• $\begingroup$ Thanks @PhillFrost-W8II, I'll look into those options! $\endgroup$ – AndyP Oct 4 at 22:07
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I think that the FCC does not want to allow people to send music over the airwaves, due to the (extremely complicated, arcane, and heavily-legislated) issues around the right to perform music in a non-private setting.

For example, if you were to sing a song written by The Beatles, do you have the right to perform that where anyone else is listening? (Unless you licensed it, the answer is "no".) Do you have the right to sing your own compositions in the same place? Probably yes, as long as you hold the rights to those compositions.

If you are just with a group of friends in your own living room or garage, there is no problem as those sounds don't travel very far. If you are transmitting them over the radio, then the FCC gets involved, because the sounds can be listened to by anyone with the right equipment, within a certain range.

If you really really want to do socially-distanced jam sessions, I would suggest using a private communications medium such as over the phone (landline or mobile phone), or maybe something like FRS would be suitable? I don't know what the regulations are about allowed content over FRS or similar services, but they will be a lot more lenient than the regulations over amateur radio.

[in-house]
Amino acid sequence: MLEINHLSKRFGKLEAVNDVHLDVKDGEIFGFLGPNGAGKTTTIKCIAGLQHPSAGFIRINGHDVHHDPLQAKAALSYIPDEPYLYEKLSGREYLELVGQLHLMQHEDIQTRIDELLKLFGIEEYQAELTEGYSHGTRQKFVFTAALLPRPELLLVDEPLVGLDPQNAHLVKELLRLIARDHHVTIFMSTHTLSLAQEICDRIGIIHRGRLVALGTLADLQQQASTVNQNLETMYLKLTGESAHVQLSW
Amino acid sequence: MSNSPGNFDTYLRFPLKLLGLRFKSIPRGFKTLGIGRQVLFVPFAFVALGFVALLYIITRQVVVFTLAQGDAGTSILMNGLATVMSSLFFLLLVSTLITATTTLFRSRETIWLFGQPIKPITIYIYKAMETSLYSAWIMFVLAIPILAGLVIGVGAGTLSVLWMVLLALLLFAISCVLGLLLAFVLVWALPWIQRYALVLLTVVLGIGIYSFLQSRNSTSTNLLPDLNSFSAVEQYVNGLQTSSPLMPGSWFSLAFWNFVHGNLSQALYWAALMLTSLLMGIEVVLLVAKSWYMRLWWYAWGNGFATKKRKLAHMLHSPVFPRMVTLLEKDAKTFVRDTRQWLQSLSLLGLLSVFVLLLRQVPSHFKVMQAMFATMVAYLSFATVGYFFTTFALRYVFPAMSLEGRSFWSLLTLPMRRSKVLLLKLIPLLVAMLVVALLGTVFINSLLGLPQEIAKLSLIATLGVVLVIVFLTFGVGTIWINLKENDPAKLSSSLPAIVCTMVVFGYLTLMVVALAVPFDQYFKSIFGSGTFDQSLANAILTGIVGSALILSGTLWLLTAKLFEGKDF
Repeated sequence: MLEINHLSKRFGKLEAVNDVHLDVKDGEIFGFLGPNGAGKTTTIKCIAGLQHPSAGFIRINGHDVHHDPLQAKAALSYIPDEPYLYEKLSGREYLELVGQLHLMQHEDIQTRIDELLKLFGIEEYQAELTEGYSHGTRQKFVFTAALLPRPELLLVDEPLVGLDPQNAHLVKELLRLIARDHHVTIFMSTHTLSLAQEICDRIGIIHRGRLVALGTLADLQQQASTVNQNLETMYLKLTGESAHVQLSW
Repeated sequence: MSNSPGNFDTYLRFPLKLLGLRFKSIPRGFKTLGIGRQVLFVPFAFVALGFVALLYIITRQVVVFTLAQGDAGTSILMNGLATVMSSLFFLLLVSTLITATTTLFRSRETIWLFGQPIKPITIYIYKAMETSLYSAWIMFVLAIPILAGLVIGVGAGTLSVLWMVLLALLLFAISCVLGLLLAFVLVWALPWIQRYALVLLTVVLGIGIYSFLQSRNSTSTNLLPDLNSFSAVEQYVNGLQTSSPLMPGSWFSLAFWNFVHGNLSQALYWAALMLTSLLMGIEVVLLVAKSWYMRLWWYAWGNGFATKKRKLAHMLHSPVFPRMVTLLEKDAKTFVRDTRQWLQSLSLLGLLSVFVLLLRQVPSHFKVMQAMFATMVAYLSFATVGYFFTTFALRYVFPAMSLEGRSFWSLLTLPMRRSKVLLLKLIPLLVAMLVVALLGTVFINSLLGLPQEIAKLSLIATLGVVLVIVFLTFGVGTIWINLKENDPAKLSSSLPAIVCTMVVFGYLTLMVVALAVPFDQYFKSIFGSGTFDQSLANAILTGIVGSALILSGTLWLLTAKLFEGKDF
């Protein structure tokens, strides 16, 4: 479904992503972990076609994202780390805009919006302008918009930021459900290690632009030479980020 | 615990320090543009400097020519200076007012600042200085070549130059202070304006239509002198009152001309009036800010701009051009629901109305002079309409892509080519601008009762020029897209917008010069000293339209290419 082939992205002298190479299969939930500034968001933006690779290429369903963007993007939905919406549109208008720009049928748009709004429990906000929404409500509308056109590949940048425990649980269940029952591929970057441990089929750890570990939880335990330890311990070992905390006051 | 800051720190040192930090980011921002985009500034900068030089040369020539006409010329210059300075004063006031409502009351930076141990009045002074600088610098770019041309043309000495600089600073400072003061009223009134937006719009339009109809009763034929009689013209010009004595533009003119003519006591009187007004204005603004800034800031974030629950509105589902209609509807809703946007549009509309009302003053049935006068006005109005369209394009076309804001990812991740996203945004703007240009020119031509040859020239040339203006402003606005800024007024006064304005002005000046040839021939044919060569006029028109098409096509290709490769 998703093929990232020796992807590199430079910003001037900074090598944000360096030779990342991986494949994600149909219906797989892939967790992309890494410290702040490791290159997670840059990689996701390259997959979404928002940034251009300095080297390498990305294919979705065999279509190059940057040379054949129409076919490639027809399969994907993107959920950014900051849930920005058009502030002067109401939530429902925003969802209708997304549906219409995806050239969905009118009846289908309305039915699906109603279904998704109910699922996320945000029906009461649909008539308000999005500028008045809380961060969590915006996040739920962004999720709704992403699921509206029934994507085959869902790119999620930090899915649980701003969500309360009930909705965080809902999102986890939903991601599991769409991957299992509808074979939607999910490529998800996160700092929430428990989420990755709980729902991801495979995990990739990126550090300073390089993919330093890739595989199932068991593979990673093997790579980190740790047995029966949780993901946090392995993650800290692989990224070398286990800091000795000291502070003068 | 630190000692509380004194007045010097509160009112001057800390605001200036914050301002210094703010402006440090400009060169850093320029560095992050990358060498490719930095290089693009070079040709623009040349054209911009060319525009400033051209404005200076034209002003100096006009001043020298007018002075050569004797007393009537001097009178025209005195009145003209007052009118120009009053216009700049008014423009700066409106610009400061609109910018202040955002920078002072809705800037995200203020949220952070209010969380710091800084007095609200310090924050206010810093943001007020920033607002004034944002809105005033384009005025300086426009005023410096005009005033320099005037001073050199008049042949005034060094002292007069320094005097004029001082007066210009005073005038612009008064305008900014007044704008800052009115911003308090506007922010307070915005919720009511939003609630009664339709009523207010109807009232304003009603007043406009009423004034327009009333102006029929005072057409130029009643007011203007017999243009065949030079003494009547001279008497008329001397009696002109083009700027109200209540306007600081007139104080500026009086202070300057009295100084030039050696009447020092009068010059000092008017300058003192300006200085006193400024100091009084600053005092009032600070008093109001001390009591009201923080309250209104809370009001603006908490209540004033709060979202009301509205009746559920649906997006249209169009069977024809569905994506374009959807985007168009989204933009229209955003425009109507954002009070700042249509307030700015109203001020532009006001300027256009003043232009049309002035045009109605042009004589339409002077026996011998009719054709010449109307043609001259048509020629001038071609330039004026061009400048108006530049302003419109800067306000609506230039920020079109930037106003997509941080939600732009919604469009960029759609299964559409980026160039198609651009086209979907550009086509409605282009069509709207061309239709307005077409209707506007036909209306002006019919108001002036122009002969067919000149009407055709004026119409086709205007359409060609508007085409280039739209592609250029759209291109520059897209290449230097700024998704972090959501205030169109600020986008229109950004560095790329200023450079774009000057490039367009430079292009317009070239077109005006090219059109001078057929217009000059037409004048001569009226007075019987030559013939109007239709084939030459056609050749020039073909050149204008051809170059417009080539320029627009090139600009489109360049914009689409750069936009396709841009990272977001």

The point of amateur radio is more to do with the means of communication (e.g. self-training on the technology of radio) than it is to do with the actual content of transmissions, and as such I think amateur radio is a bad fit for what you are proposing.

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  • $\begingroup$ thanks for the mention of FRS. I'll look into that as an option. $\endgroup$ – AndyP Sep 29 at 1:43
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    $\begingroup$ I was under the impression that the regulations about music in amateur radio were a legacy of the way things were before radio was legislated, when amateur and broadcast stations fought for the same spectrum. I presume that part of the compromise that was hammered out was that hams would never be allowed to transmit anything that could be construed as entertainment. $\endgroup$ – rclocher3 Sep 29 at 15:38
  • $\begingroup$ That’s also possible, of course. But the concerns over the right to play/perform music are very real too. And as I said at the end, the main purpose of amateur radio is more to do with how we communicate than it is about the content of the communications $\endgroup$ – Scott Earle Sep 29 at 15:48